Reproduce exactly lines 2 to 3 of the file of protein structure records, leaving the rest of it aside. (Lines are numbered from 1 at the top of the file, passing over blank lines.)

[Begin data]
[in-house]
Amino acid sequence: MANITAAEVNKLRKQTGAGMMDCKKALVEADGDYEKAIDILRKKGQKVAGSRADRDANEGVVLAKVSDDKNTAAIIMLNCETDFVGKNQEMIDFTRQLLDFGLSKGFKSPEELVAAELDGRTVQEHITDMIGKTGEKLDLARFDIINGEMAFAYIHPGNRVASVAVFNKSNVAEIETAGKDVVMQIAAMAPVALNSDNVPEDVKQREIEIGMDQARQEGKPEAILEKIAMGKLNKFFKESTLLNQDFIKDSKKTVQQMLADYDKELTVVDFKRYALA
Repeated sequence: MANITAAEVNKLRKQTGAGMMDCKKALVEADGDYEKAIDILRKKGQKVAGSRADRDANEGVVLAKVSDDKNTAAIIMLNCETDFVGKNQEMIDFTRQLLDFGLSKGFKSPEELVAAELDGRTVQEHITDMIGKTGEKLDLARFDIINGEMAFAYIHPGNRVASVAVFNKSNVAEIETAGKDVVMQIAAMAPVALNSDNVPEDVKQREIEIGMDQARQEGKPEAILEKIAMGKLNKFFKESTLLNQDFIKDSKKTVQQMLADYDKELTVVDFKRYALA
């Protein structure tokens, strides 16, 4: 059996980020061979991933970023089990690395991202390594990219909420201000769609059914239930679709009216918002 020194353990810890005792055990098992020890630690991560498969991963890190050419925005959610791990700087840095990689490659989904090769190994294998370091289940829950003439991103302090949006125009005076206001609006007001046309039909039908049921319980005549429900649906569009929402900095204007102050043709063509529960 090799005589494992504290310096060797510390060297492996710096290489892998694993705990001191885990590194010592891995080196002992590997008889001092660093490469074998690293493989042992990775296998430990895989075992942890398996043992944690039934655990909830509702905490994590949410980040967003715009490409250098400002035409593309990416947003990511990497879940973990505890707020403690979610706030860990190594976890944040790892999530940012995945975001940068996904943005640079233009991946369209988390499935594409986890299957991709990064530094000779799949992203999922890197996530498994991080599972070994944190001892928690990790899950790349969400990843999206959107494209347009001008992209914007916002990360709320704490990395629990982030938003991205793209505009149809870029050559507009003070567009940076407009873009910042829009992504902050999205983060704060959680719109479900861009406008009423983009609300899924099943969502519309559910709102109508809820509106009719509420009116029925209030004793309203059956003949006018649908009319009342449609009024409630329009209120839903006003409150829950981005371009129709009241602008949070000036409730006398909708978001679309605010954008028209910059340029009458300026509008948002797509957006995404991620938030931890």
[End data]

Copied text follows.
Amino acid sequence: MANITAAEVNKLRKQTGAGMMDCKKALVEADGDYEKAIDILRKKGQKVAGSRADRDANEGVVLAKVSDDKNTAAIIMLNCETDFVGKNQEMIDFTRQLLDFGLSKGFKSPEELVAAELDGRTVQEHITDMIGKTGEKLDLARFDIINGEMAFAYIHPGNRVASVAVFNKSNVAEIETAGKDVVMQIAAMAPVALNSDNVPEDVKQREIEIGMDQARQEGKPEAILEKIAMGKLNKFFKESTLLNQDFIKDSKKTVQQMLADYDKELTVVDFKRYALA
Repeated sequence: MANITAAEVNKLRKQTGAGMMDCKKALVEADGDYEKAIDILRKKGQKVAGSRADRDANEGVVLAKVSDDKNTAAIIMLNCETDFVGKNQEMIDFTRQLLDFGLSKGFKSPEELVAAELDGRTVQEHITDMIGKTGEKLDLARFDIINGEMAFAYIHPGNRVASVAVFNKSNVAEIETAGKDVVMQIAAMAPVALNSDNVPEDVKQREIEIGMDQARQEGKPEAILEKIAMGKLNKFFKESTLLNQDFIKDSKKTVQQMLADYDKELTVVDFKRYALA